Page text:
Episode 88 – Postcards from Kinderdijk

NOTE: These travel pictures are from travels prior to us becoming nomadic in 2018. Like most of the world, we are staying put right now until the threat from COVID19 is either over or preventable via a vaccine.

We began our 2013 European river cruise in Amsterdam, making our first stop in Kinderdijk, where the canal and 19 original windmills (dating from 1736 AD) are a UNESCO world heritage site, since most windmills in the Netherlands have now been replaced by the modern kind. Windmill operations were originally governed by elected “Water Boards”; here there were separate Boards on each side of the canal. One Board decided on stone mills, the other on wooden mills, resulting in a centuries-long competition to determine which were better. We never did learn the “official” outcome, but it was only the stone windmills that we were allowed to tour….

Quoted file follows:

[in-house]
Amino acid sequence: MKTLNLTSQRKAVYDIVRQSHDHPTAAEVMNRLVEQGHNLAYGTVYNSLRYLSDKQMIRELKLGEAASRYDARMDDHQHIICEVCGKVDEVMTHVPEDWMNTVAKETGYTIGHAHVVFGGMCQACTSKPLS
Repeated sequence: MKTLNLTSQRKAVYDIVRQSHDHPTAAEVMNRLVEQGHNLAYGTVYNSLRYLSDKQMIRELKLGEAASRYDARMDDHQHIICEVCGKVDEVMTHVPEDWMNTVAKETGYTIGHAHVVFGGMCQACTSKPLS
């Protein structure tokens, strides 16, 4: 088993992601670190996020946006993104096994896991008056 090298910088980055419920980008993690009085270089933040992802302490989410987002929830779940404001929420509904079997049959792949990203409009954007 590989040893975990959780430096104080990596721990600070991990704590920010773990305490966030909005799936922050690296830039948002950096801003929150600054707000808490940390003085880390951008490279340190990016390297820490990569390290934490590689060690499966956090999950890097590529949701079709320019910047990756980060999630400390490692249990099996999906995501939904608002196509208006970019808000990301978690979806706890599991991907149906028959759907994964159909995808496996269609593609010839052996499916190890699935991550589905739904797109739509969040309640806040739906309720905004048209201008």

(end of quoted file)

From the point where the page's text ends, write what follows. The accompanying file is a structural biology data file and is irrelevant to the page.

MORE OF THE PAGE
Inside one of the old stone mills. Beds were built into the walls, since the mill’s mechanisms took up the centre area. It’s hard to imagine how cramped it must have been at mealtimes, with an “average” family size of 10! A photo of the last family to occupy this windmill was displayed in the living area.

When you look at the huge water mill gears, right in the middle of each “home”, you can understand why everyone in the family needed to wear “safety boots”.

Sailing down the Rhine out of Kinderdijk toward Cologne, we got a great view of the stunning bell tower of Sint Stevenskerk (St. Stephen’s Church) in Nijmegen, Netherlands, built in 1273 AD and restored in 1960 to repair damages from WWII. Work was ongoing while we were there, as evidenced by the crane in the photo. Amazing church architecture proved to be a major theme on our cruise.

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